‘America’s Got Talent’ breakout Christina Wells is at home in ‘Chicago’

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Decades before Christina Wells played an overbearing prison matron in the stage musical Chicago, the Houston native put aside her showbiz ambitions and seemingly threw away the key.

It was the mid-1990s, when she was a 19-year-old high school graduate with a flawless voice and a larger frame. But as Wells recalls, the music industry was looking for “skinny, skinny” stars, looking for the next Britney Spears or Christina Aguilera.

“I used to be smaller, but bigger than people wanted me to be,” Wells, 46, says. “So every time [auditioned], people would say, “Yeah, you can sing, but you’re just too heavy.” I just let it become my truth.

So Wells gave up on becoming a recording artist or musical theater performer, continuing her education and spending more than two decades as a nurse while raising her two sons. However, in 2016 after dusting herself off and winning Houston’s Pride Superstar singing competition, the single mother caught the eye of America’s Got Talent scouts. She won the judges over with her rendition of ‘I Know Where I’ve Been’ – Motormouth. Maybelle’s ‘Hairspray’ performed well – and impressively made it to NBC’s 2018 competition. semi-final.

After a few months, Wells quit nursing to finally start singing full-time. Now, when she’s not recording her own productions or working as a motivational speaker, Wells can be seen as Matron “Mother” Morton in the 25th anniversary tour of the Broadway revival of “Chicago,” which comes to the National Theater this week. Playing a sleazy jailer who trades favors for bribes in the women’s ward of the Cook County Jail, Wells confirmed the jazzy Roaring Twenties celebrity crime team of Fred Ebb, John Kander and Bob Fosse.

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“I’m a dramatic woman — I’m famous, I’m too much, and for so many years I thought I was wrong,” says Wells. “I’m just too fat, too dramatic, too loud, and nobody wants to hear me sing Broadway tunes.” Now I’m the right size, dramatic enough, and people want to hear me sing Broadway tunes.

In a phone interview earlier this month during a tour stop in Austin, Wells discussed her experience on America’s Got Talent, the appeal of playing Mom, and her advice for others pursuing incredible dreams.

(This interview has been edited for length and clarity.)

Q: America’s Got Talent has obviously changed your life. How did you legitimize success on this stage?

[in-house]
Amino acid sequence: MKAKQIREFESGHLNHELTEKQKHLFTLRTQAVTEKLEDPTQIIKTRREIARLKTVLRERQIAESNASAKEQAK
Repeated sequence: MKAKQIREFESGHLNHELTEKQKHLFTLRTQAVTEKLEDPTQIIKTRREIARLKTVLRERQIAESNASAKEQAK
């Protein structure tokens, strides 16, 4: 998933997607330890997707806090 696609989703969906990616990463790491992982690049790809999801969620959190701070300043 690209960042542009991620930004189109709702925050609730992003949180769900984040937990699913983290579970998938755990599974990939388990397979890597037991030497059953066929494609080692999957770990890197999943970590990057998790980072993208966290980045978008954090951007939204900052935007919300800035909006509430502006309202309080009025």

A: It’s a mixed bag, you know. [Executive producer and judge] Simon Cowell isn’t really known for liking plus size people and I’m not a little fat – I’m a large woman. So a lot of people on the internet were very angry about it at first. It was like, “Why is Simon saying yes to you when he said no to all these people?” A lot of people have really talked about my body online, and it’s been a journey. But I think what really happened was that I was just beginning to understand it [success in show business] is not as far off and magical as everyone thinks. The fact that I’m doing a live national TV show shows that it’s possible.

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Q: What was the most challenging part of moving into a new career in your 40s?

A: The hardest thing is the transition, I always say, from returning as a senior to returning as a freshman. Because I am a trained, educated, certified person with many years of experience in nursing. So when I go to the hospital, I know what I’m doing. Coming into this area, I just feel like a fish out of water sometimes. I just don’t know all the terms, not all the language, and it’s a real eye opener. But I believed that I was talented enough, and I also believed that if I could figure out how to focus on nursing and do America’s Got Talent, I could do it.

Q: How familiar were you with Chicago before joining the show?

A: People have asked me to sing “When You’re Good Mom” ​​because it suits my vocal type, but I’ve never gone into the role or really thought about it. For example, Motormouth Maybelle seems very, very mobile to me, but Chicago was not. It’s a very sexy show and I think it’s a challenge to look sexy on stage. I see myself as motherly, warm, knowledgeable, but I don’t always see myself as sexy on stage. So I found that energy on stage where I’m loving and smart and crafty but also sexy.

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Q: What did you realize about Mom as you researched the character?

A: It was interesting to find out the woman in charge of the prison in the 20th century. 20th century in the last decade, who has the strength to lead all these killers, but is warm enough to love and care for them, and smart enough to make sure she survives. her wallet is thick enough to protect herself. Every week I find new things in it and in the show.

Q: As a motivational speaker, what would you say to other people pursuing incredible goals?

A: I’m not exactly what you’d expect to see, so if you just feel different or feel otherness—like if you’re “other” in a category of very clear choices—live in that otherness, because that uniqueness is what’s made me capable and what makes me relatable to people , who watch me both on TV and on stage. So I just want to encourage all of us who are different – I teach everyone – to be ourselves. Be your real, raw, unique self and let it shine through.

National Theatre, 1321 Pennsylvania Ave. NW. broadwayatthenational.com.

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